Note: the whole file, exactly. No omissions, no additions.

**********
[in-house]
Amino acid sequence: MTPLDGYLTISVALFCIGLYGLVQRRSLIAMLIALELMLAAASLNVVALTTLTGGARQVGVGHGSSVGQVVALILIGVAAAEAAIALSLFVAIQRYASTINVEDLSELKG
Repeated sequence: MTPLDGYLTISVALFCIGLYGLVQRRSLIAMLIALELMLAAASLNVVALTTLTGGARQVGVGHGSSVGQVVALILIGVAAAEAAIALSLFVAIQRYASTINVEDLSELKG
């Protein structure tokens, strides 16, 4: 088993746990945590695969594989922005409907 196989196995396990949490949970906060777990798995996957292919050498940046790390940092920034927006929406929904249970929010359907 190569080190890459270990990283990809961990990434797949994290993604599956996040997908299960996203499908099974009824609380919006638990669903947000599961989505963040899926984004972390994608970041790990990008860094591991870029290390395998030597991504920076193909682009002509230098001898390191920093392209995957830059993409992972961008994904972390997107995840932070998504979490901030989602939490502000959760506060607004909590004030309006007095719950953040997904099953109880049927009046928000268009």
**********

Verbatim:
[in-house]
Amino acid sequence: MTPLDGYLTISVALFCIGLYGLVQRRSLIAMLIALELMLAAASLNVVALTTLTGGARQVGVGHGSSVGQVVALILIGVAAAEAAIALSLFVAIQRYASTINVEDLSELKG
Repeated sequence: MTPLDGYLTISVALFCIGLYGLVQRRSLIAMLIALELMLAAASLNVVALTTLTGGARQVGVGHGSSVGQVVALILIGVAAAEAAIALSLFVAIQRYASTINVEDLSELKG
């Protein structure tokens, strides 16, 4: 088993746990945590695969594989922005409907 196989196995396990949490949970906060777990798995996957292919050498940046790390940092920034927006929406929904249970929010359907 190569080190890459270990990283990809961990990434797949994290993604599956996040997908299960996203499908099974009824609380919006638990669903947000599961989505963040899926984004972390994608970041790990990008860094591991870029290390395998030597991504920076193909682009002509230098001898390191920093392209995957830059993409992972961008994904972390997107995840932070998504979490901030989602939490502000959760506060607004909590004030309006007095719950953040997904099953109880049927009046928000268009």